also discuss what possible changes should be applied to the inner
   header at the egress of the tunnel, when both the codepoints from the
   inner header and the outer header are accessible (see Sec. 6.2).

   G.8:  The process of specifying PHB groups is likely to be
   incremental in nature.  When new PHB groups are proposed, their known
   interactions with previously specified PHB groups should be
   documented.  When a new PHB group is created, it can be entirely new
   in scope or it can be an extension to an existing PHB group.  If the
   PHB group is entirely independent of some or all of the existing PHB
   specifications, a section should be included in the PHB specification
   which details how the new PHB group can co-exist with those PHB
   groups already standardized.  For example, this section might
   indicate the possibility of packet re-ordering within a microflow for
   packets marked by codepoints associated with two separate PHB groups.
   If concurrent operation of two (or more) different PHB groups in the
   same node is impossible or detrimental this should be stated.  If the
   concurrent operation of two (or more) different PHB groups requires
   some specific behaviors by the node when packets marked for PHBs from
   these different PHB groups are being processed by the node at the
   same time, these behaviors should be stated.

   Care should be taken to avoid circularity in the definitions of PHB

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   If the proposed PHB group is an extension to an existing PHB group, a
   section should be included in the PHB group specification which
   details how this extension interoperates with the behavior being
   extended.  Further, if the extension alters or more narrowly defines
   the existing behavior in some way, this should also be clearly

   G.9:  Each PHB specification should include a section specifying
   minimal conformance requirements for implementations of the PHB
   group.  This conformance section is intended to provide a means for
   specifying the details of a behavior while allowing for
   implementation variation to the extent permitted by the PHB
   specification.  This conformance section can take the form of rules,
   tables, pseudo-code, or tests.

   G.10:  A PHB specification should include a section detailing the
   security implications of the behavior.  This section should include a
   discussion of the re-marking of the inner header's codepoint at the
   egress of a tunnel and its effect on the desired forwarding behavior.

   Further, this section should also discuss how the proposed PHB group
   could be used in denial-of-service attacks, reduction of service
   contract attacks, and service contract violation attacks.  Lastly,
   this section should discuss possible means for detecting such attacks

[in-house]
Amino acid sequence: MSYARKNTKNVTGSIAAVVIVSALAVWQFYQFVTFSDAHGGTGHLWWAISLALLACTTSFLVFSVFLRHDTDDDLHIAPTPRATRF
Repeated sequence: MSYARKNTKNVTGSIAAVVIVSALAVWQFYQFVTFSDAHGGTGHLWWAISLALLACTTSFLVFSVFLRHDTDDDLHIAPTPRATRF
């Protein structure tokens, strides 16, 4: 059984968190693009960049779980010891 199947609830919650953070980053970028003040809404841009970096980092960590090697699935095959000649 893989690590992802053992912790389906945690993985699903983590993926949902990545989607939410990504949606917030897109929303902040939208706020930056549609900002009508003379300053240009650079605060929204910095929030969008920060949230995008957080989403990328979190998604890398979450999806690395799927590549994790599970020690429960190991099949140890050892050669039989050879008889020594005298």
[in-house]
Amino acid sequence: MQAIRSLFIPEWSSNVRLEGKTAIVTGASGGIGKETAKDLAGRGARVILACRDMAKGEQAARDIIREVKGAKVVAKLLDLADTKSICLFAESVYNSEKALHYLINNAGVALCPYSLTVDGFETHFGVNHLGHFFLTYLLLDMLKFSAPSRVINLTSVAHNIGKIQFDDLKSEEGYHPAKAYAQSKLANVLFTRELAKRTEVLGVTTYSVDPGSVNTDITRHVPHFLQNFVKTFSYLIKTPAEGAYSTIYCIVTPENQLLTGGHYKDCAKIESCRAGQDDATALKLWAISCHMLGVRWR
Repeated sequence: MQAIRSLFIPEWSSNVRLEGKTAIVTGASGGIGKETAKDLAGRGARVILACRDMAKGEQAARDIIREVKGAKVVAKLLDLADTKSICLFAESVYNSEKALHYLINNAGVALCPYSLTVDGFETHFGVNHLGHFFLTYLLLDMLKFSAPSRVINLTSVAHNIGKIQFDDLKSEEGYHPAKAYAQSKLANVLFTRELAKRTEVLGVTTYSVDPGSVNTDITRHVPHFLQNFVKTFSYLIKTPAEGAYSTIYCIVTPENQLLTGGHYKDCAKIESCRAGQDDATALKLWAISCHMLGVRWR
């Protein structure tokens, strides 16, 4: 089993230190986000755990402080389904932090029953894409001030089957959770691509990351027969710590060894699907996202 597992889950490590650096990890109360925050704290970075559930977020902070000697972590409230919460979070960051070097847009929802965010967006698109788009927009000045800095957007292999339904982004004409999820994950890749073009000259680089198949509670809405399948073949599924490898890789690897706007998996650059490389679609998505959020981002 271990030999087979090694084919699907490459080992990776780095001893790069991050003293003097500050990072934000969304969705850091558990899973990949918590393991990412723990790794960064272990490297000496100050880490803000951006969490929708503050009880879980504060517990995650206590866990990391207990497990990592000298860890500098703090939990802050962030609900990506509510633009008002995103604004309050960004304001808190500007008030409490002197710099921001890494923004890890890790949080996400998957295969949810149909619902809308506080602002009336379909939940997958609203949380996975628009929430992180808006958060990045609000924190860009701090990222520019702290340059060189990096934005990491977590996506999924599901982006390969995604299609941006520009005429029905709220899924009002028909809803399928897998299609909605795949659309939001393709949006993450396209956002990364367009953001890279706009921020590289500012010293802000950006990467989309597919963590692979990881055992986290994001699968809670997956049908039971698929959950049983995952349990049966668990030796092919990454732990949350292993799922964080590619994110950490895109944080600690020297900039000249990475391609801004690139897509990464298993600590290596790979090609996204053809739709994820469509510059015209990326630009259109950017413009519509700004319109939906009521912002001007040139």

as they are relevant to the proposed behavior.

   G.11:  A PHB specification should include a section detailing
   configuration and management issues which may affect the operation of
   the PHB and which may impact candidate services that might utilize
   the PHB.

   G.12:  It is strongly recommended that an appendix be provided with
   each PHB specification that considers the implications of the
   proposed behavior on current and potential services.  These services
   could include but are not restricted to be user-specific, device-
   specific, domain-specific or end-to-end services.  It is also
   strongly recommended that the appendix include a section describing
   how the services are verified by users, devices, and/or domains.

   G.13:  It is recommended that an appendix be provided with each PHB
   specification that is targeted for local use within a domain,
   providing guidance for PHB selection for packets which are forwarded
   into a peer domain which does not support the PHB group.

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   G.14:  It is recommended that an appendix be provided with each PHB
   specification which considers the impact of the proposed PHB group on
   existing higher-layer protocols.  Under some circumstances PHBs may
   allow for possible changes to higher-layer protocols which may
   increase or decrease the utility of the proposed PHB group.

   G.15:  It is recommended that an appendix be provided with each PHB
   specification which recommends mappings to link-layer QoS mechanisms
   to support the intended behavior of the PHB across a shared-medium or
   switched link-layer.  The determination of the most appropriate
   mapping between a PHB and a link-layer QoS mechanism is dependent on
   many factors and is outside the scope of this document; however, the
   specification should attempt to offer some guidance.

4.  Interoperability with Non-Differentiated Services-Compliant Nodes

   We define a non-differentiated services-compliant node (non-DS-
   compliant node) as any node which does not interpret the DS field as
   specified in [DSFIELD] and/or does not implement some or all of the
   standardized PHBs (or those in use within a particular DS domain).
   This may be due to the capabilities or configuration of the node.  We
   define a legacy node as a special case of a non-DS-compliant node